From the New York Times:

“They [the women Ghomeshi abused]  explain further:

“Each of the women accusing Ghomeshi cite the case of Carla Ciccone as a reason they desire anonymity. Last year Ciccone wrote an article for the website XOJane about a ‘bad date’ with an unidentified, very popular Canadian radio host whom readers speculated to be Ghomeshi.

“In the days that followed, Ciccone received hundreds of abusive messages and threats. An online video calling her a ‘scumbag of the Internet’ has been viewed over 397,000 times.”

In her 2013 XOJane piece, Ms. Ciccone writes that a man she calls Keith, who “has a successful radio show in Canada,” repeatedly tried to touch her when they went to a concert together, even after she asked him to stop.

Those who speak up about sexual harassment or violence have long been subject to public scrutiny and criticism. But an onslaught of online abuse and threats has become a strikingly common response to women’s public statements — see for instance the threats Anita Sarkeesian and others have received when they speak publicly about misogyny in video games.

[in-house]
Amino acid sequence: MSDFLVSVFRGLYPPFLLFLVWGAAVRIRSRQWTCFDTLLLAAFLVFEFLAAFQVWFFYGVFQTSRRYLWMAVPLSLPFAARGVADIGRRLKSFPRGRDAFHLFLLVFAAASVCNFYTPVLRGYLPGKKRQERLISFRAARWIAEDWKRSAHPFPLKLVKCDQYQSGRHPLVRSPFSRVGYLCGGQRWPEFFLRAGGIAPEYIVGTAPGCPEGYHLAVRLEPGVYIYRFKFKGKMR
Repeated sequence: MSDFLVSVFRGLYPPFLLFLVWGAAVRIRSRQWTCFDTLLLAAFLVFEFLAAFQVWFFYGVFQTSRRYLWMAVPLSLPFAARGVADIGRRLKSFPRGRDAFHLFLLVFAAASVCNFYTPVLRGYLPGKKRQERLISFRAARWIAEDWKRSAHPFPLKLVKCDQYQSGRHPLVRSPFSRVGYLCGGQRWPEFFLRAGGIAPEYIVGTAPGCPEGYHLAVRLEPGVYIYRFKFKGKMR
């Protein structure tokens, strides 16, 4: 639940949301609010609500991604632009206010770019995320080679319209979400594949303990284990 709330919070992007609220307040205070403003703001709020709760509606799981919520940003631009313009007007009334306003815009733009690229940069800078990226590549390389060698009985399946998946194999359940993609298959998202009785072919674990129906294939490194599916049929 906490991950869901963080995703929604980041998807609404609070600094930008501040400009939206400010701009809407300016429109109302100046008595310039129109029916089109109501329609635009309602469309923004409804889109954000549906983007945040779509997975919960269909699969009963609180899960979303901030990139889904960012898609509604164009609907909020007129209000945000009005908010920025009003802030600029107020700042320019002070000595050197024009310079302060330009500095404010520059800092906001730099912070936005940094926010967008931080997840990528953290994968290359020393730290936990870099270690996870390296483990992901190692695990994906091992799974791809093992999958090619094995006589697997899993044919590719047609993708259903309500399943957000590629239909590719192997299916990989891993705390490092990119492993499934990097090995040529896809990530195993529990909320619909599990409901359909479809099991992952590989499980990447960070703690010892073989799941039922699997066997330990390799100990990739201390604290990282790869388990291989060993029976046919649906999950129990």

Brianna Wu, a game developer, details her harassment in an essay at XOJane, describing death and rape threats as well as threats to her career:

“They tried to hack my company financially on Saturday, taking out our company’s assets. They’ve tried to impersonate me on Twitter in an effort to discredit me. They are making burner accounts to send lies about my private life to prominent journalists. They’ve devastated the metacritic users’ score of my game, Revolution 60, lowering it to 0.3 out of 100.”

Yah, soooo..before we get any spirited arguments about “Why didn’t they just go to the police? – the above quote is your answer.  Do you want to face the possibility of ruining your life given the very real chance that your trauma won’t be taken seriously by the authorities?   Can you see how large the disincentive is for women to “go public”.  Again, say hi to what it like to live in a rape culture.